This year’s presentations and discussion were held by three people closely linked to monetary policy: William R. White, former Economic Adviser and Head of the Monetary and Economic Department at the Bank for International Settlements (BIS), who from an early stage has warned of the risks of ultra-relaxed monetary policy; Leszek Balcerowicz, former Finance Minister and former President of the National Bank of Poland, who played a key role in Poland’s economic transformation from a planned to a market economy; and Thomas Jordan, Chairman of the Governing Board of the Swiss National Bank (SNB).
It’s not a liquidity problem, it’s a debt problem
William White sharply criticised central banks’ current ultra-expansionary monetary policies, stating that they were based on false assumptions: The global economy is not suffering from a liquidity, but rather a solvency problem, and the latter requires a political solution. Unfortunately, however, politicians are hiding behind the central banks responsible for providing liquidity, and assigning them tasks that they cannot fulfil.
According to Mr White, it is no surprise that attempts to stimulate demand with ultra-expansionary monetary policies have not worked. Ultra-low interest rates unsettle business and carry the suggestion of panic. The consequence of quantitative easing threatens to be ‘financial repression’, including an obligation to invest in government debt – hardly the ideal basis for corporate investment. Moreover, private consumption risks being curbed by rising household debt. Indeed, global leverage has surged by 20% since 2007, with no hint of a debt reduction in sight. Zombie banks would continue to finance zombie companies, while the prices of many assets climb into correction territory.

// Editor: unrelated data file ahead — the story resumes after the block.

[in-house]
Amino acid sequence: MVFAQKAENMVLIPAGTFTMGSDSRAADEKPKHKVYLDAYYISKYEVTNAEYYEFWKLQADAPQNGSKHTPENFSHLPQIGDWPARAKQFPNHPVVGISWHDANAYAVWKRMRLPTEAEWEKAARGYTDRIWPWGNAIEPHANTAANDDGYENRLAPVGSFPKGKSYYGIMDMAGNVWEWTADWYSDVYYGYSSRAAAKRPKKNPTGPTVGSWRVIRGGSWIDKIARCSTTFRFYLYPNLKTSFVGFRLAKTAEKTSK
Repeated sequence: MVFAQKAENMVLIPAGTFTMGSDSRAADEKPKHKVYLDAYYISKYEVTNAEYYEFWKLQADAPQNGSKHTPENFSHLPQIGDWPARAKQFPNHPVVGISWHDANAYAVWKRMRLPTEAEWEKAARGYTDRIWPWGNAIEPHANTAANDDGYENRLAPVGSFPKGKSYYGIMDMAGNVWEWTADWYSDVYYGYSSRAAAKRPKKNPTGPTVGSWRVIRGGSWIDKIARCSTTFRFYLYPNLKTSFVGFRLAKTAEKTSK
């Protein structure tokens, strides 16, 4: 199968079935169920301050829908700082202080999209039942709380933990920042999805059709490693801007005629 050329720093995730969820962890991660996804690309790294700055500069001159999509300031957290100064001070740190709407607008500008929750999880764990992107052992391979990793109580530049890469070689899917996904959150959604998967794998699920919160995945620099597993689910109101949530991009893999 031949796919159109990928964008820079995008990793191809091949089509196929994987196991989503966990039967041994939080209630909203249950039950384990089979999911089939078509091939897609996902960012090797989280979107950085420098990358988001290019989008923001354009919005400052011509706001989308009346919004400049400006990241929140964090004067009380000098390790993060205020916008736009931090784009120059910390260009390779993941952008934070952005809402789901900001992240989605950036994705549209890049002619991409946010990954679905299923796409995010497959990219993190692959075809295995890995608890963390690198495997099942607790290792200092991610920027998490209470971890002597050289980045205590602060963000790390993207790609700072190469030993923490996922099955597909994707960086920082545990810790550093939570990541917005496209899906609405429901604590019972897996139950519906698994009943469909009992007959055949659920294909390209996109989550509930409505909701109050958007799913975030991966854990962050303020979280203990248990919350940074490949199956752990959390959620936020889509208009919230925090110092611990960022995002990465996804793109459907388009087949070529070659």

To further complicate matters, the economically important regions are grappling with difficulties: The US is contending with a savings rate that is too low, and the euro area is preoccupied with structural problems. The emerging economies, until recently characterised by relatively low debt and high growth potential, qualities which made them part of a potential global solution, have now become part of the problem, with the sharp increase in corporate debt being the main contributing factor.
Mr White argued that the longer central banks are subject to political manipulation, the harder it will be to move away from ultra-expansionary monetary policies. What does that mean for the future? While a positive outcome to the current crisis is not to be excluded, a turbulent final stage, with serious consequences for the world economy, seems more likely.
State interventionism as cause of the crisis